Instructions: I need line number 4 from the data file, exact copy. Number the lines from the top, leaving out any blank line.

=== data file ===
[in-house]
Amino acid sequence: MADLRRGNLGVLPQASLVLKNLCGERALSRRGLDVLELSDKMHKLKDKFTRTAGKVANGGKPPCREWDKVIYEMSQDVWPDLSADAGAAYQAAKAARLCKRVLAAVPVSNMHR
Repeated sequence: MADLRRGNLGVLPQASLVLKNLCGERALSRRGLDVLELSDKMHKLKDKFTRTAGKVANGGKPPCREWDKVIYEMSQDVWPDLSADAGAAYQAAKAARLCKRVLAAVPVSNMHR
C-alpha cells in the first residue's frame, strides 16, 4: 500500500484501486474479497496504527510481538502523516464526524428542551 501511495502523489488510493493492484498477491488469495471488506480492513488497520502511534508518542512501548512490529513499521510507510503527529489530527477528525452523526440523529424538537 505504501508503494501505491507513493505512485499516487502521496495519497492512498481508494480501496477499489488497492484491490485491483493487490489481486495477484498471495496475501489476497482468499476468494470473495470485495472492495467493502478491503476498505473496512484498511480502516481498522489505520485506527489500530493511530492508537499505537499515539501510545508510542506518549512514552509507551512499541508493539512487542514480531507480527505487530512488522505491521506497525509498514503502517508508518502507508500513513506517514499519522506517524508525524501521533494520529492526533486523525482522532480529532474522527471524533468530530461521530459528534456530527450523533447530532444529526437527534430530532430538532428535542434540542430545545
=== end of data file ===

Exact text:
C-alpha cells in the first residue's frame, strides 16, 4: 500500500484501486474479497496504527510481538502523516464526524428542551 501511495502523489488510493493492484498477491488469495471488506480492513488497520502511534508518542512501548512490529513499521510507510503527529489530527477528525452523526440523529424538537 505504501508503494501505491507513493505512485499516487502521496495519497492512498481508494480501496477499489488497492484491490485491483493487490489481486495477484498471495496475501489476497482468499476468494470473495470485495472492495467493502478491503476498505473496512484498511480502516481498522489505520485506527489500530493511530492508537499505537499515539501510545508510542506518549512514552509507551512499541508493539512487542514480531507480527505487530512488522505491521506497525509498514503502517508508518502507508500513513506517514499519522506517524508525524501521533494520529492526533486523525482522532480529532474522527471524533468530530461521530459528534456530527450523533447530532444529526437527534430530532430538532428535542434540542430545545